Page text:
Wim A. van der Steeg, MD; S. Matthijs Boekholdt, MD, PhD; Evan A. Stein, MD, PhD; Karim El-Harchaoui, MD; Erik S.G. Stroes, MD, PhD; Manjinder S. Sandhu, PhD; Nicholas J. Wareham, MBBS, PhD; J. Wouter Jukema, MD, PhD; Robert Luben, BSc; Aeilko H. Zwinderman, PhD; John J.P. Kastelein, MD, PhD; Kay-Tee Khaw, MBBChir
Note: Drs. van der Steeg and Boekholdt contributed equally to this study.
Acknowledgments: The authors thank the participants, general practitioners, and staff in EPIC-Norfolk.
Grant Support: The EPIC-Norfolk is supported by program grants from the Medical Research Council (United Kingdom) and Cancer Research UK and receives additional support from the European Union, Stroke Association, British Heart Foundation, United Kingdom Department of Health, Food Standards Agency, and the Wellcome Trust. Part of the lipid and apolipoprotein measurements described in this article were funded by an educational grant from the Future Forum. Dr. Kastelein is an established investigator (2000 D039) and Dr. Jukema is an established clinical investigator (2001 D032) of the Netherlands Heart Foundation, The Hague, the Netherlands.
Potential Financial Conflicts of Interest: None disclosed.
Requests for Single Reprints: John J.P. Kastelein, MD, PhD, Department of Vascular Medicine, Academic Medical Center, Room F4-159.2, PO Box 22660, 1100 DD Amsterdam, the Netherlands; e-mail, email@example.com.
Current Author Addresses: Drs. van der Steeg, Boekholdt, El-Harchaoui, Stroes, and Kastelein: Department of Vascular Medicine, Academic Medical Center, Room F4-159.2, PO Box 22660, 1100 DD Amsterdam, the Netherlands.
Dr. Stein: Metabolic & Atherosclerosis Research Center, Suite 201, 3131 Harvey Avenue, Cincinnati, OH 45229.
Drs. Sandhu, Luben, and Khaw: Department of Public Health and Primary Care, Institute of Public Health, University of Cambridge, F & G Block, Level 2, Box 251, Addenbrooke's Hospital, Hills Road, Cambridge CB2 2QQ, United Kingdom.
Dr. Wareham: Medical Research Council Epidemiology Unit, Elsie Widdowson Laboratory, University of Cambridge, Furnbourn Road, Cambridge CB1 9NL, United Kingdom.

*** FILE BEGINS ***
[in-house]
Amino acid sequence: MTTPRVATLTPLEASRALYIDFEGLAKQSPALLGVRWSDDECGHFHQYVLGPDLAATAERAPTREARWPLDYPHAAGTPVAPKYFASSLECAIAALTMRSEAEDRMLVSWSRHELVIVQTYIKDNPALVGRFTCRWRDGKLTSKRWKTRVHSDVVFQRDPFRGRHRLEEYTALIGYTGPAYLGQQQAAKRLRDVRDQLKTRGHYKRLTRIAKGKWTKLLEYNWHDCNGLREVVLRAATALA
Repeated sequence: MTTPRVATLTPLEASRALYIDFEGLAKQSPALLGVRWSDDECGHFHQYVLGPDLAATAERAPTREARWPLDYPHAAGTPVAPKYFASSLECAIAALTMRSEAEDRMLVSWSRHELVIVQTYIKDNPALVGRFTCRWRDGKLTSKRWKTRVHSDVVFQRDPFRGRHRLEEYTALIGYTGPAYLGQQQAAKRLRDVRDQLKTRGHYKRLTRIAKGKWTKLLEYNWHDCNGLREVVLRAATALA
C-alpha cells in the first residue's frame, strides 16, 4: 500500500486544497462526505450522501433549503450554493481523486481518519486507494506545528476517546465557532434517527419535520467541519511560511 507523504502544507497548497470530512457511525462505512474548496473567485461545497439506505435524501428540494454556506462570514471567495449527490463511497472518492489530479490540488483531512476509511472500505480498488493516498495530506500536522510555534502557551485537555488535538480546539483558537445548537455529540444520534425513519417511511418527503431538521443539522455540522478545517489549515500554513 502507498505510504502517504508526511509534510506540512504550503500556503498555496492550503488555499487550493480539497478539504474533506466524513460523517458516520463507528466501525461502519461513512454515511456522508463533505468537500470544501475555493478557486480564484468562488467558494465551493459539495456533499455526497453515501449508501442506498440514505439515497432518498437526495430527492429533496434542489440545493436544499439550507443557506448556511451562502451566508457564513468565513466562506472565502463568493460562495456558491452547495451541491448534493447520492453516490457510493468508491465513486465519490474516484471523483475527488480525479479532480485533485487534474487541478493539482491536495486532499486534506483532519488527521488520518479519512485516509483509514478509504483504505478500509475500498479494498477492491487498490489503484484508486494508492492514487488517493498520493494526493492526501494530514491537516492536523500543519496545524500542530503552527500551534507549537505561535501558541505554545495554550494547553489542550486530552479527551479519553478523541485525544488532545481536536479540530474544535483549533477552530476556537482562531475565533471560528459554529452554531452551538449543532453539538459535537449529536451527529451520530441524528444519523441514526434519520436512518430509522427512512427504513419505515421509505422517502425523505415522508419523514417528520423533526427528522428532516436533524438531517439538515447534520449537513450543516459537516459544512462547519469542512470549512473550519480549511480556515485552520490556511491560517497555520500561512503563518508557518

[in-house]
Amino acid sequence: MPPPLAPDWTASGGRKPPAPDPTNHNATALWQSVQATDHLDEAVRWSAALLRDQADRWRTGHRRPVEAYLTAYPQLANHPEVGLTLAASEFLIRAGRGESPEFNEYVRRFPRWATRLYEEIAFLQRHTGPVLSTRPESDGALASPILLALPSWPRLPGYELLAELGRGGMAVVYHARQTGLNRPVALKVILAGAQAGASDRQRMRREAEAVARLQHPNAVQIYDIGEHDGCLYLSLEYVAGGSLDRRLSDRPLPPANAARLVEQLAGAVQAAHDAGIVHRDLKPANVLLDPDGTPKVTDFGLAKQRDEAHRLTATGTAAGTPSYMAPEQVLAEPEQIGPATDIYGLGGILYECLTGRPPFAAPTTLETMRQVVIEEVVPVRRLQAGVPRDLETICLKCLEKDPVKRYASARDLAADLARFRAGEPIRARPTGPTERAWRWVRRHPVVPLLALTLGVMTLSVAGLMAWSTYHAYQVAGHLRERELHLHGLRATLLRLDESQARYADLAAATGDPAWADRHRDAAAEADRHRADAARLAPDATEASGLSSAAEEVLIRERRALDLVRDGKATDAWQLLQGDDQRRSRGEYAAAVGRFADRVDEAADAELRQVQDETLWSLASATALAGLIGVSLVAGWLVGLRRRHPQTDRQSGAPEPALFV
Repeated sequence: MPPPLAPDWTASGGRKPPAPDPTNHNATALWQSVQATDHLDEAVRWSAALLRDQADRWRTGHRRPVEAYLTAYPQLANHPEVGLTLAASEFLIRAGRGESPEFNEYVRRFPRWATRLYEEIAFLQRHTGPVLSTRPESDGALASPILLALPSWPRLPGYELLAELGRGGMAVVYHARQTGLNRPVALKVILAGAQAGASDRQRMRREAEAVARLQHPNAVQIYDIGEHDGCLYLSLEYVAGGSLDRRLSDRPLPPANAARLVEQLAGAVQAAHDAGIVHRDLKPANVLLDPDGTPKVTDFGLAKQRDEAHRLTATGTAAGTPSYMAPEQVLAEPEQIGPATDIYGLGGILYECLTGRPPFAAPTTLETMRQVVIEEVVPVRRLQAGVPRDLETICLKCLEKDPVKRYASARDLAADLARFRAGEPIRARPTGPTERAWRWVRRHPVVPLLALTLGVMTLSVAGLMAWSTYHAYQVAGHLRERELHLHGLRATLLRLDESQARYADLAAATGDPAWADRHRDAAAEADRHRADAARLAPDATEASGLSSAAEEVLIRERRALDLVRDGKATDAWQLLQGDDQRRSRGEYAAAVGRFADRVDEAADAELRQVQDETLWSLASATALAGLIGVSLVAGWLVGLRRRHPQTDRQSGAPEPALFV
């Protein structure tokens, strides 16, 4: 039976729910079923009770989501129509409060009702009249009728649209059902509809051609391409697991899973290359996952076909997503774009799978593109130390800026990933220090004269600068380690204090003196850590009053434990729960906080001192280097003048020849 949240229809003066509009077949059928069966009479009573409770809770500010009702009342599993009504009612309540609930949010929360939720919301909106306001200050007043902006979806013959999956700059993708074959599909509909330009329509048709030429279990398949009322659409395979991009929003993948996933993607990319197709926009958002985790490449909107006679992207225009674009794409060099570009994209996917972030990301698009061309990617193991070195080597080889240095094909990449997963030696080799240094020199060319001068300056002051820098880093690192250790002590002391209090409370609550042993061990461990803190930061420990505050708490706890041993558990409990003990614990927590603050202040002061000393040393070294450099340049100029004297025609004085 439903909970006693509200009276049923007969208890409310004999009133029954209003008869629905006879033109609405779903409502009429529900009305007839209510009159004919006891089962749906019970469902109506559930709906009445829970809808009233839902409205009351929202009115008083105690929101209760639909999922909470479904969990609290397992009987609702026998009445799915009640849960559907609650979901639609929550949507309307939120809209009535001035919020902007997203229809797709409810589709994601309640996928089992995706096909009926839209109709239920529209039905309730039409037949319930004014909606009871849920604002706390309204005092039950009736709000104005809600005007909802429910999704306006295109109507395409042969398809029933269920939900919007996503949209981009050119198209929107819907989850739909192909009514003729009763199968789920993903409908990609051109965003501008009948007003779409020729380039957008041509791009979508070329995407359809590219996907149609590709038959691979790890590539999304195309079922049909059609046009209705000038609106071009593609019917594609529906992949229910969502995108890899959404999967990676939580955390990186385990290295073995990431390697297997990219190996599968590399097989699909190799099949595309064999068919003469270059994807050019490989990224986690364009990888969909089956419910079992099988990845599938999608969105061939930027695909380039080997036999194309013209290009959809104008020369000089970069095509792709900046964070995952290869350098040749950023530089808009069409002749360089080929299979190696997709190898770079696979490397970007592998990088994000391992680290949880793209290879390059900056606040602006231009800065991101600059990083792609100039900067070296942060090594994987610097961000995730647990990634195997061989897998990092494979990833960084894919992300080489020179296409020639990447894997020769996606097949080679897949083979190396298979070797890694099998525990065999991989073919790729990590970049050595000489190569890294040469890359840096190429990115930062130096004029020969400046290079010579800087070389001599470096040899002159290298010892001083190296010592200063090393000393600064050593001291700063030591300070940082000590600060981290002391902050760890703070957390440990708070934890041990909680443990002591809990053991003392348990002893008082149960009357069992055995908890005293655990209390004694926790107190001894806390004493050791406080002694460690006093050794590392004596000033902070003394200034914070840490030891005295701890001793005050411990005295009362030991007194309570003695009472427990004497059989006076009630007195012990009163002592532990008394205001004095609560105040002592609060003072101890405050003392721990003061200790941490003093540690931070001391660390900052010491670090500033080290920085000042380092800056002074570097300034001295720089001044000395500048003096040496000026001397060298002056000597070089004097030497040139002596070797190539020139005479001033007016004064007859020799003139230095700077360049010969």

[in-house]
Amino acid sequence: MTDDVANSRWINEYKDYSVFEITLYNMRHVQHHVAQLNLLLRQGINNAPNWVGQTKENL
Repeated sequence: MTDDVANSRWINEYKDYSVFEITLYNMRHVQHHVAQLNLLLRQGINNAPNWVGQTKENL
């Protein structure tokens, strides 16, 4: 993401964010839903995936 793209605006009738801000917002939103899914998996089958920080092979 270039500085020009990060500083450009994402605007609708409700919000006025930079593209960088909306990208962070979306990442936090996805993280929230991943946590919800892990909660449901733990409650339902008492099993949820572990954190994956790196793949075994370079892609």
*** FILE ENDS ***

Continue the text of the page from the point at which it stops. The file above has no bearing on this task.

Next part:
Dr. Jukema: Department of Cardiology 5-P, Leiden University Medical Center, PO Box 9600, 2300 RC Leiden, the Netherlands.
Dr. Zwinderman: Department of Clinical Epidemiology and Biostatistics, Academic Medical Center, Room J1B-226, 1100 DD Amsterdam, the Netherlands.
Author Contributions: Conception and design: S.M. Boekholdt, K. El-Harchaoui, M.S. Sandhu, R. Luben, K.T. Khaw.
Analysis and interpretation of the data: W.A. van der Steeg, S.M. Boekholdt, K. El-Harchaoui, J.W. Jukema, R. Luben, A.H. Zwinderman, J.J.P. Kastelein.
Drafting of the article: W.A. van der Steeg, S.M. Boekholdt, E.S.G. Stroes, J.J.P. Kastelein, K.T. Khaw.
Critical revision of the article for important intellectual content: W.A. van der Steeg, S.M. Boekholdt, E.A. Stein, K. El-Harchaoui, E.S.G. Stroes, M.S. Sandhu, J.W. Jukema, R. Luben, A.H. Zwinderman, K.T. Khaw, J.J.P. Kastelein.
Final approval of the article: W.A. van der Steeg, S.M. Boekholdt, E.S.G. Stroes, M.S. Sandhu, N.J. Wareham, J.W. Jukema, J.J.P. Kastelein, K.T. Khaw.
Provision of study materials or patients: M.S. Sandhu, N.J. Wareham, R. Luben, K.T. Khaw.
Statistical expertise: S.M. Boekholdt, M.S. Sandhu, A.H. Zwinderman.
Obtaining of funding: S.M. Boekholdt, N.J. Wareham, K.T. Khaw.
Administrative, technical, or logistic support: S.M. Boekholdt, J.W. Jukema, K.T. Khaw.
Collection and assembly of data: S.M. Boekholdt, E.A. Stein, N.J. Wareham, K.T. Khaw.
van der Steeg W., Boekholdt S., Stein E., El-Harchaoui K., Stroes E., Sandhu M., Wareham N., Jukema J., Luben R., Zwinderman A., Kastelein J., Khaw K.; Role of the Apolipoprotein B–Apolipoprotein A-I Ratio in Cardiovascular Risk Assessment: A Case–Control Analysis in EPIC-Norfolk. Ann Intern Med. 2007;146:640-648. doi: 10.7326/0003-4819-146-9-200705010-00007
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Published: Ann Intern Med. 2007;146(9):640-648.
Low-density lipoprotein (LDL) cholesterol is a primary treatment target in coronary artery disease (CAD) prevention guidelines (1), but it is a poor predictor of future cardiovascular events (2). Similarly, the ratio of total cholesterol to high-density lipoprotein (HDL) cholesterol is a potent risk factor for CAD (3, 4), but it improves CAD risk prediction only modestly (5).
Apolipoprotein B and apolipoprotein A-I are the main structural proteins of atherogenic lipoproteins and HDL particles, respectively. In theory, the apolipoprotein B–apolipoprotein A-I (apo B–apo A-I) ratio could improve lipoprotein-related cardiovascular risk prediction. Apolipoprotein B levels reflect the entire spectrum of pro-atherogenic particles, including very-low-density, intermediate-density, and low-density lipoproteins, whereas LDL cholesterol levels do not (6). Apolipoprotein B levels also provide a good measure of the number of LDL particles, which reflects the atherogenicity of LDL (7, 8). In addition, apolipoprotein A-I is more important than HDL cholesterol content for biochemical pathways that make HDL antiatherogenic, including adenosine triphosphate binding cassette A1–mediated cellular cholesterol efflux (9), lecithin-cholesteryl acyltransferase–mediated maturation of HDL particles (10), and several antioxidative processes (11). Besides these physiologic considerations, apolipoprotein assessment does not require fasting blood samples (6), a feature that facilitates logistics at outpatient clinics. Collectively, these considerations have led to recommendations to implement the apo B–apo A-I ratio in routine clinical care (12).
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Cardiology, Dyslipidemia, Coronary Risk Factors, Prevention/Screening.
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